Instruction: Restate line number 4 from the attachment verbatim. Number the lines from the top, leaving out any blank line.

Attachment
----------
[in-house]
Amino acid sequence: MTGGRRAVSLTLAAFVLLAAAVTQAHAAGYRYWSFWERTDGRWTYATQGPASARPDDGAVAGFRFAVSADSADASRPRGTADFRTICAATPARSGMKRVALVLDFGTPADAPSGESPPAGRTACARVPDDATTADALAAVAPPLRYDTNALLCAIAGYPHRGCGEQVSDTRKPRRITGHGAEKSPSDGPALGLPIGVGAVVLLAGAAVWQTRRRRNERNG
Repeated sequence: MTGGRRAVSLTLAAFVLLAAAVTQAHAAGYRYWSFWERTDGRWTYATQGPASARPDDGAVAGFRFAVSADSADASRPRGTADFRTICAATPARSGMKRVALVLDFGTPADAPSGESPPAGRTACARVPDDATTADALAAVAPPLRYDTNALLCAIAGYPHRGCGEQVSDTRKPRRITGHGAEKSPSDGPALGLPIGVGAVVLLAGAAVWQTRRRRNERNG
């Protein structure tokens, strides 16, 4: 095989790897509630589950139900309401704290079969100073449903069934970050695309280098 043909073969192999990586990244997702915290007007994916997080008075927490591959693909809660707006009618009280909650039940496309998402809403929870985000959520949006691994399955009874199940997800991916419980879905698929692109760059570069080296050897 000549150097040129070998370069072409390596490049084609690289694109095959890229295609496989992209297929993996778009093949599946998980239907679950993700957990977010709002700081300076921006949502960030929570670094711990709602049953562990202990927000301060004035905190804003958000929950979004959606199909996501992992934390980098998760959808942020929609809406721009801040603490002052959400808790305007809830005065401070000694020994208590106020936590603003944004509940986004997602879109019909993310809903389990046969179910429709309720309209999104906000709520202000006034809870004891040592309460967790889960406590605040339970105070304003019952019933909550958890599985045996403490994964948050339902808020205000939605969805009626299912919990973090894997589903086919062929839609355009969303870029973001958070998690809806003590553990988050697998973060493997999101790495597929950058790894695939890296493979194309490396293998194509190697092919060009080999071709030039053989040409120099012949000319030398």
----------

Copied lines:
């Protein structure tokens, strides 16, 4: 095989790897509630589950139900309401704290079969100073449903069934970050695309280098 043909073969192999990586990244997702915290007007994916997080008075927490591959693909809660707006009618009280909650039940496309998402809403929870985000959520949006691994399955009874199940997800991916419980879905698929692109760059570069080296050897 000549150097040129070998370069072409390596490049084609690289694109095959890229295609496989992209297929993996778009093949599946998980239907679950993700957990977010709002700081300076921006949502960030929570670094711990709602049953562990202990927000301060004035905190804003958000929950979004959606199909996501992992934390980098998760959808942020929609809406721009801040603490002052959400808790305007809830005065401070000694020994208590106020936590603003944004509940986004997602879109019909993310809903389990046969179910429709309720309209999104906000709520202000006034809870004891040592309460967790889960406590605040339970105070304003019952019933909550958890599985045996403490994964948050339902808020205000939605969805009626299912919990973090894997589903086919062929839609355009969303870029973001958070998690809806003590553990988050697998973060493997999101790495597929950058790894695939890296493979194309490396293998194509190697092919060009080999071709030039053989040409120099012949000319030398």